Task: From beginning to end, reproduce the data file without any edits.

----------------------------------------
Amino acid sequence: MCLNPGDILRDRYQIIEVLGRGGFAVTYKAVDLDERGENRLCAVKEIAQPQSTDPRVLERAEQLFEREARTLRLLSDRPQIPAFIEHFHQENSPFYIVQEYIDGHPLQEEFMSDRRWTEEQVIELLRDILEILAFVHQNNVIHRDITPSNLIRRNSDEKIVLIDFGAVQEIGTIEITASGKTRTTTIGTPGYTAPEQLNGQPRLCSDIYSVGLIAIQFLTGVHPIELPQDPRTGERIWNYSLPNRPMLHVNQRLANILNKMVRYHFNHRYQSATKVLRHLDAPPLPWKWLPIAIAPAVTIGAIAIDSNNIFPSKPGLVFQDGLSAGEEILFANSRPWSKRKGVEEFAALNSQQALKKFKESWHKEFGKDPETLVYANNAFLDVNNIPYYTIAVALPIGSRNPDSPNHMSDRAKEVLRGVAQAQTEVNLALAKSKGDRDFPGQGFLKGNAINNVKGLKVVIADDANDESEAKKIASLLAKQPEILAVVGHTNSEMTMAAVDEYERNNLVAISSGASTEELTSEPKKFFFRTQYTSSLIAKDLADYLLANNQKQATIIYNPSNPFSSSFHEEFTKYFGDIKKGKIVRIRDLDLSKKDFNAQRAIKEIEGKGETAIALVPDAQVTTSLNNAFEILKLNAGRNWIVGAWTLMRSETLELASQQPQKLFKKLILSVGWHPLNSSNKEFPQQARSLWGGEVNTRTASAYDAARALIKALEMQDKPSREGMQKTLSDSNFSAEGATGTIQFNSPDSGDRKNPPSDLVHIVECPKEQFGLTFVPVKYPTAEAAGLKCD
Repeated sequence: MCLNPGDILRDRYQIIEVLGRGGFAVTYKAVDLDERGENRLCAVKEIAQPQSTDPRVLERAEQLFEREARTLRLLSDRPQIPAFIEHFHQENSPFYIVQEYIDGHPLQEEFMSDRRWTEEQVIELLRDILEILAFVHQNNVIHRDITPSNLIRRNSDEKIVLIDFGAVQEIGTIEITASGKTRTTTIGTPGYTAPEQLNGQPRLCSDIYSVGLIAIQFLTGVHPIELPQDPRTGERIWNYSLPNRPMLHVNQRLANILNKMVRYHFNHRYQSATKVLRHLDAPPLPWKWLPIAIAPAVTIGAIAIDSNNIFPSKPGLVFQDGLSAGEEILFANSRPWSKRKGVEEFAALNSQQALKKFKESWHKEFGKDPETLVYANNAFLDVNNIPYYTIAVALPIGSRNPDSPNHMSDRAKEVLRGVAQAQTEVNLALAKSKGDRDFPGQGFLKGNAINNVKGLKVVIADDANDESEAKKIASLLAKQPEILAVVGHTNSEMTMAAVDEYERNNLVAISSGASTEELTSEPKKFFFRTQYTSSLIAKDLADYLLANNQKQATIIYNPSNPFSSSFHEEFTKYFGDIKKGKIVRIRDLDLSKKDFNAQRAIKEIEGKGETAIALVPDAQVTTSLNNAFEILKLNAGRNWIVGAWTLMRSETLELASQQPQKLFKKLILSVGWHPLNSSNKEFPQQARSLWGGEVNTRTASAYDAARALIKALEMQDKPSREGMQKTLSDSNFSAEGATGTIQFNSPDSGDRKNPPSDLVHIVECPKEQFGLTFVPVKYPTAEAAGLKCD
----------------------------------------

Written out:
Amino acid sequence: MCLNPGDILRDRYQIIEVLGRGGFAVTYKAVDLDERGENRLCAVKEIAQPQSTDPRVLERAEQLFEREARTLRLLSDRPQIPAFIEHFHQENSPFYIVQEYIDGHPLQEEFMSDRRWTEEQVIELLRDILEILAFVHQNNVIHRDITPSNLIRRNSDEKIVLIDFGAVQEIGTIEITASGKTRTTTIGTPGYTAPEQLNGQPRLCSDIYSVGLIAIQFLTGVHPIELPQDPRTGERIWNYSLPNRPMLHVNQRLANILNKMVRYHFNHRYQSATKVLRHLDAPPLPWKWLPIAIAPAVTIGAIAIDSNNIFPSKPGLVFQDGLSAGEEILFANSRPWSKRKGVEEFAALNSQQALKKFKESWHKEFGKDPETLVYANNAFLDVNNIPYYTIAVALPIGSRNPDSPNHMSDRAKEVLRGVAQAQTEVNLALAKSKGDRDFPGQGFLKGNAINNVKGLKVVIADDANDESEAKKIASLLAKQPEILAVVGHTNSEMTMAAVDEYERNNLVAISSGASTEELTSEPKKFFFRTQYTSSLIAKDLADYLLANNQKQATIIYNPSNPFSSSFHEEFTKYFGDIKKGKIVRIRDLDLSKKDFNAQRAIKEIEGKGETAIALVPDAQVTTSLNNAFEILKLNAGRNWIVGAWTLMRSETLELASQQPQKLFKKLILSVGWHPLNSSNKEFPQQARSLWGGEVNTRTASAYDAARALIKALEMQDKPSREGMQKTLSDSNFSAEGATGTIQFNSPDSGDRKNPPSDLVHIVECPKEQFGLTFVPVKYPTAEAAGLKCD
Repeated sequence: MCLNPGDILRDRYQIIEVLGRGGFAVTYKAVDLDERGENRLCAVKEIAQPQSTDPRVLERAEQLFEREARTLRLLSDRPQIPAFIEHFHQENSPFYIVQEYIDGHPLQEEFMSDRRWTEEQVIELLRDILEILAFVHQNNVIHRDITPSNLIRRNSDEKIVLIDFGAVQEIGTIEITASGKTRTTTIGTPGYTAPEQLNGQPRLCSDIYSVGLIAIQFLTGVHPIELPQDPRTGERIWNYSLPNRPMLHVNQRLANILNKMVRYHFNHRYQSATKVLRHLDAPPLPWKWLPIAIAPAVTIGAIAIDSNNIFPSKPGLVFQDGLSAGEEILFANSRPWSKRKGVEEFAALNSQQALKKFKESWHKEFGKDPETLVYANNAFLDVNNIPYYTIAVALPIGSRNPDSPNHMSDRAKEVLRGVAQAQTEVNLALAKSKGDRDFPGQGFLKGNAINNVKGLKVVIADDANDESEAKKIASLLAKQPEILAVVGHTNSEMTMAAVDEYERNNLVAISSGASTEELTSEPKKFFFRTQYTSSLIAKDLADYLLANNQKQATIIYNPSNPFSSSFHEEFTKYFGDIKKGKIVRIRDLDLSKKDFNAQRAIKEIEGKGETAIALVPDAQVTTSLNNAFEILKLNAGRNWIVGAWTLMRSETLELASQQPQKLFKKLILSVGWHPLNSSNKEFPQQARSLWGGEVNTRTASAYDAARALIKALEMQDKPSREGMQKTLSDSNFSAEGATGTIQFNSPDSGDRKNPPSDLVHIVECPKEQFGLTFVPVKYPTAEAAGLKCD